Electrostatic charges are created inside a powder during a flow. This apparition of electric charges is due to the triboelectric effect, which is a charge exchange at the contact between two solids. During the flow of a powder inside a device (mixer, silo, conveyor, …), the triboelectric effect takes place at the contact between the grains and at the contact between the grains and the device. Therefore, the characteristics of the powder and the nature of the material used to build the device are important parameters.

GranuCharge instrument measures automatically and precisely the quantity of electrostatic charges created inside a powder during a flow in contact with a selected material.

The powder sample flows inside a vibrating V-tube and fall in a Faraday cup connected to an electrometer. The electrometer measures the charge acquired by the powder during the flow inside the V-tube. In order to obtain reproducible results, a rotating or a vibrating device is used to feed the V-tube regularly.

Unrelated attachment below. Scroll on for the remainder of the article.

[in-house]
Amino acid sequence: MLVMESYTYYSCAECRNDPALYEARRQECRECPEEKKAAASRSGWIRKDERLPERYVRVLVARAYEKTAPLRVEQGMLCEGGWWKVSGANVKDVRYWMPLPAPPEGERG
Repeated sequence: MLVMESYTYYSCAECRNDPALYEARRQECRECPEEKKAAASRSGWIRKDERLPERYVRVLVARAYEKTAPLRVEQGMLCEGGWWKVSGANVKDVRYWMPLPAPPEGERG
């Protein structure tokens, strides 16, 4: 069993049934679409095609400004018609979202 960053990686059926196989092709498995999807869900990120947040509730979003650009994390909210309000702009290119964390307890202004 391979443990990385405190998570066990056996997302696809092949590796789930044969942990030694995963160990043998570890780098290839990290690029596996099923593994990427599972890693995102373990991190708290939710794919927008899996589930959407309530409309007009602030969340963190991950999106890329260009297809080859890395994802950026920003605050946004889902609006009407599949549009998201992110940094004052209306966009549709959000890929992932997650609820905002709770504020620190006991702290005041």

Powder description

One sample has been selected for this application note. It is a glass powder which has been coated with a copolymer of ethylene grafted with succinic anhydride (ESA). This copolymer contains succinic anhydride rings (Figure 1a) that hydrolyses into succinic acid upon exposure to moisture (Figure 1b). As succinic acid is a weak acid, it also partially dissociates in water (Figure 1c).